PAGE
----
Fake News: Malema Did NOT Say Whites Should Not Be Allowed in Shopping Malls

Hoax Alert

  • by: Maarten Schenk
Fake News: Malema Did NOT Say Whites Should Not Be Allowed in Shopping  Malls

Did South African politician Julius Malema say white people should not be allowed in shopping malls? No, that's not true: the story was published by a satire website but the satire disclaimer of the site is hidden away on a different page so it wasn't immediately obvious to readers of the story that the entire thing was made up. It is not real.

The story originated from an article published by News Updates South Africa on August 21, 2018 titled "'Whites should not be allowed in Shopping Malls' , Malema - News Updates South Africa" (archived here) which opened:

A resident from Centurion sent a frantic warning to fellow residents in Centurion warning them about EFF thugs chasing white shoppers away from a shopping mall. Apparently white privilege is the reason why white people are not allowed to visit a shopping mall.

Users on social media would only see this title, description and thumbnail, with no hint the story was satirical in nature:

'Whites should not be allowed in Shopping Malls' , Malema - News Updates South Africa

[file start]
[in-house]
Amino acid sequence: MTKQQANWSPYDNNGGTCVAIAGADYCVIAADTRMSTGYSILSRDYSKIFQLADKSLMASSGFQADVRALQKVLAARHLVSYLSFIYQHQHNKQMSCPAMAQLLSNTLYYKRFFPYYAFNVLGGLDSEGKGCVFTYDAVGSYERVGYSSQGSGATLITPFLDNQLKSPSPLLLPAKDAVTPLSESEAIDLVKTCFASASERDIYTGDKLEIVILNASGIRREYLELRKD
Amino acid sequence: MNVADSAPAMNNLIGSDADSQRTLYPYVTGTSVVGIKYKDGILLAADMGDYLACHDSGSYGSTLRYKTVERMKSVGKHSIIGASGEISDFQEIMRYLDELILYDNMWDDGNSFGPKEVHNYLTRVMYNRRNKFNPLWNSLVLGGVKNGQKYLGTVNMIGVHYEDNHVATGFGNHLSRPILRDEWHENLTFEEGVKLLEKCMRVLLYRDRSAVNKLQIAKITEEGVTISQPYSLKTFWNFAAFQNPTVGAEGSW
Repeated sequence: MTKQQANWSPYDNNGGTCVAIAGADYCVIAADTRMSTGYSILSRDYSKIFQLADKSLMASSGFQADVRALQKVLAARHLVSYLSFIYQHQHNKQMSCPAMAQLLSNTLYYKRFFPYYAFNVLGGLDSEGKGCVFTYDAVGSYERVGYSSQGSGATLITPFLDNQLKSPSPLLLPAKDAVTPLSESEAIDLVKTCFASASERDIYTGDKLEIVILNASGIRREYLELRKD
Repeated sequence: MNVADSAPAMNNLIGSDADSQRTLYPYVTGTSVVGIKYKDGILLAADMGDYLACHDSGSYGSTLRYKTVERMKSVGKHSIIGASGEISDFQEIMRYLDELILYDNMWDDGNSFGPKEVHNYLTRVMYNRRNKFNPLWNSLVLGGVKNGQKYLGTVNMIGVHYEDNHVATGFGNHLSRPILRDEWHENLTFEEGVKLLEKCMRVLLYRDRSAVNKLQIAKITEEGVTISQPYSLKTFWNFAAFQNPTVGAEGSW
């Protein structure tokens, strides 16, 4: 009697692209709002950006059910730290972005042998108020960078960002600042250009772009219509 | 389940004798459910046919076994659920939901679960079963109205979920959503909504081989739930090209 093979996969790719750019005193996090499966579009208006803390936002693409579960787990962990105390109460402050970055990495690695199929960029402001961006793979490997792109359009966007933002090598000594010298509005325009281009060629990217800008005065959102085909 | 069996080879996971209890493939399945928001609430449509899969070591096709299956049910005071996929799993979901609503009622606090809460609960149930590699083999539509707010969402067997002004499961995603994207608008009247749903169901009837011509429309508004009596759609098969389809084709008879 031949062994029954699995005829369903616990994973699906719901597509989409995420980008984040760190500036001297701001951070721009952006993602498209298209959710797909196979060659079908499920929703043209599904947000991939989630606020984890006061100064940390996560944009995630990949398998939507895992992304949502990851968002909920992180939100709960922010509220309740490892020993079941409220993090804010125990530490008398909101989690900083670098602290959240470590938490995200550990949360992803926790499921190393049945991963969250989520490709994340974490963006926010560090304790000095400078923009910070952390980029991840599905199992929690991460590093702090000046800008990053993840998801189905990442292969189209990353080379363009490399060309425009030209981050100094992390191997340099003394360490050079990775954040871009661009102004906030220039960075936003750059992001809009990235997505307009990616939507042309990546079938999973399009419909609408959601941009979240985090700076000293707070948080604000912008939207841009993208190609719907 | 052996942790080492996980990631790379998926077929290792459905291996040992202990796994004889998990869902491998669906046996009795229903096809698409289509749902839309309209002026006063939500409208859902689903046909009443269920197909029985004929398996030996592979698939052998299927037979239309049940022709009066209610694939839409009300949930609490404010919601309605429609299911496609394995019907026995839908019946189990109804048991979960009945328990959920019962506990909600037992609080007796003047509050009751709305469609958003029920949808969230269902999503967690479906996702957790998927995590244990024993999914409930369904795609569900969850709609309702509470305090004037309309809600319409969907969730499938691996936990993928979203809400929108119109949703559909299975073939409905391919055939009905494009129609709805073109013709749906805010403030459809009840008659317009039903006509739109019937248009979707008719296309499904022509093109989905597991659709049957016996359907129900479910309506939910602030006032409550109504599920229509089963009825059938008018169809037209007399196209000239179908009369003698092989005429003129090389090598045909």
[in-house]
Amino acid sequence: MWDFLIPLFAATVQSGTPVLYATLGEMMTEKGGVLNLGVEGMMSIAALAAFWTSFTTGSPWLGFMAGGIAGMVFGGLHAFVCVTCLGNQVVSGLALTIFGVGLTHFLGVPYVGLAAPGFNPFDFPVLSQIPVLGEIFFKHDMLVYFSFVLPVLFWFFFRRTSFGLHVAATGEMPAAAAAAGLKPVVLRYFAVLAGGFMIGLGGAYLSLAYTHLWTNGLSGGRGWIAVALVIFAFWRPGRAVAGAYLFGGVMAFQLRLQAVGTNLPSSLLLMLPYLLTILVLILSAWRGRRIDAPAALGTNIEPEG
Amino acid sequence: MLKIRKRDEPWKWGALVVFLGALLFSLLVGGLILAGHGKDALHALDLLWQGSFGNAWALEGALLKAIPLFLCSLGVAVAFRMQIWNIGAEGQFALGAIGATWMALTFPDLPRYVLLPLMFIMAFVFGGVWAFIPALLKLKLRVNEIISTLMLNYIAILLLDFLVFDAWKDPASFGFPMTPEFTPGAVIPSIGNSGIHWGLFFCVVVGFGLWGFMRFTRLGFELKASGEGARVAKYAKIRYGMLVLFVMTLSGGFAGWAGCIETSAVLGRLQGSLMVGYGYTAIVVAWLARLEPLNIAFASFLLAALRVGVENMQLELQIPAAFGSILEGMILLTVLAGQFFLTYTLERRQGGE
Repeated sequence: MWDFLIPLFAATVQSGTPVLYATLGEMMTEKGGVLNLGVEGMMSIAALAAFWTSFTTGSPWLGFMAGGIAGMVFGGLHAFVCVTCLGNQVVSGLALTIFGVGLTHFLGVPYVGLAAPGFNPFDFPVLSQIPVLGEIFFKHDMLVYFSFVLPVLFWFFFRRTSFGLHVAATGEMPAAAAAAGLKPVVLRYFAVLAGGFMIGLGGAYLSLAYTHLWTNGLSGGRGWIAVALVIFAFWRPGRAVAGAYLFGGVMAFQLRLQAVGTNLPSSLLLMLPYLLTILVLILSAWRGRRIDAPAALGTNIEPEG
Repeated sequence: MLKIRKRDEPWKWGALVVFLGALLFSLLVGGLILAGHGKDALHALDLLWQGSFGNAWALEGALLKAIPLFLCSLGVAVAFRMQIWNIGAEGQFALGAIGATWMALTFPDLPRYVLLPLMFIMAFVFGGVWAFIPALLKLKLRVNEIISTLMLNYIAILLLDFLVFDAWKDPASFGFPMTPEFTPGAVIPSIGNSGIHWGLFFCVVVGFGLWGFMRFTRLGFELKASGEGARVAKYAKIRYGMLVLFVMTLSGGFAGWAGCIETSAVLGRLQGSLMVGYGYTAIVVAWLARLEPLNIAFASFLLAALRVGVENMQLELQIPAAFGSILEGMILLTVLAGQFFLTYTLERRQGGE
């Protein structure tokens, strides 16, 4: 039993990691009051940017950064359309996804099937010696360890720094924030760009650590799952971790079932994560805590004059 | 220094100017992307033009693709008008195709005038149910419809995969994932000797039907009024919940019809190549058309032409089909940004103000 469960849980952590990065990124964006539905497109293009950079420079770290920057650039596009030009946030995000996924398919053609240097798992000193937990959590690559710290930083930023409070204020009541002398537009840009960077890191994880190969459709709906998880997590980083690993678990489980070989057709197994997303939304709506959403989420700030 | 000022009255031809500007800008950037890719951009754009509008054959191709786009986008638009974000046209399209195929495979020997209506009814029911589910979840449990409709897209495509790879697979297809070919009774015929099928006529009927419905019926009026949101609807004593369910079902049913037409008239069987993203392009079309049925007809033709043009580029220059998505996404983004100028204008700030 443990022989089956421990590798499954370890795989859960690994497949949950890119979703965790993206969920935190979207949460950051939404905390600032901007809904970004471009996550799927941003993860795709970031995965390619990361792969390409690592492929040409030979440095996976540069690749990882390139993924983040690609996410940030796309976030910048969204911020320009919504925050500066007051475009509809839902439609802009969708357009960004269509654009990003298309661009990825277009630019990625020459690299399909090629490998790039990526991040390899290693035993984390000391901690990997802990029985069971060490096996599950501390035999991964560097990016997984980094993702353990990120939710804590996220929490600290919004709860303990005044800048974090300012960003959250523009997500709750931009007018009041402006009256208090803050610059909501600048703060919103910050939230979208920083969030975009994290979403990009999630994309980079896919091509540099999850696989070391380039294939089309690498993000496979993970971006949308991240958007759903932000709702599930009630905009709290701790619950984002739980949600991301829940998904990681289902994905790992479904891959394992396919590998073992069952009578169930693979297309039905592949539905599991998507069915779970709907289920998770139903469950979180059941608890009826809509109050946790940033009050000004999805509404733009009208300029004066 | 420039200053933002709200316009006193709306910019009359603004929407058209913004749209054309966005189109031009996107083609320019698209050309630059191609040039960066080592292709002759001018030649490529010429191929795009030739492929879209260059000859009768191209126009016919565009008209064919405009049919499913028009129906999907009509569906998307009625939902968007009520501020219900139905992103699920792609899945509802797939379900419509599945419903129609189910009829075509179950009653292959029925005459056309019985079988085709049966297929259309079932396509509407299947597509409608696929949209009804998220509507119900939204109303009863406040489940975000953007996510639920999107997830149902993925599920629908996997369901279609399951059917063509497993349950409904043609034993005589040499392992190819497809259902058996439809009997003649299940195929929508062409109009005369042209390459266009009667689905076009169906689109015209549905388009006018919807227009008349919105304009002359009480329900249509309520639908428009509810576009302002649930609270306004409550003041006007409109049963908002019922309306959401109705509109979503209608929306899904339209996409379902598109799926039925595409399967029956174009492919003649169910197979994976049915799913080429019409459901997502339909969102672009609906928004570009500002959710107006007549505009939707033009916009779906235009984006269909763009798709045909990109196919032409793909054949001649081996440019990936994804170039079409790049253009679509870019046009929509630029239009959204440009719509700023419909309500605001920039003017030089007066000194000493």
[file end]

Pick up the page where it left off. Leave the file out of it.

A resident from Centurion sent a frantic warning to fellow residents in Centurion warning them about EFF thugs chasing white shoppers away from a shopping mall. Apparently white privilege is the reason why white people are not allowed to visit a shopping mall.

However the site comes with an "About Us" page that says:

News Updates South Africa is South Africa's number 1 news satire website.

This indicates the story is not true. No other reputable news sources in South Africa reported on the quote either.

We wrote about newsupdatessa.site before, here are our most recent articles that mention the site:

Want to inform others about the accuracy of this story?

See who is sharing it (it might even be your friends...) and leave the link in the comments.:


  Maarten Schenk

Lead Stories co-founder Maarten Schenk is our resident expert on fake news and hoax websites. He likes to go beyond just debunking trending fake news stories and is endlessly fascinated by the dazzling variety of psychological and technical tricks used by the people and networks who intentionally spread made-up things on the internet.  He can often be found at conferences and events about fake news, disinformation and fact checking when he is not in his office in Belgium monitoring and tracking the latest fake article to go viral.

Read more about or contact Maarten Schenk

About us

International Fact-Checking Organization

Lead Stories is a fact checking website that is always looking for the latest false, deceptive or inaccurate stories (or media) making the rounds on the internet.
Spotted something? Let us know!.

Lead Stories is a:


Follow us on social media

Most Read

Most Recent

Share your opinion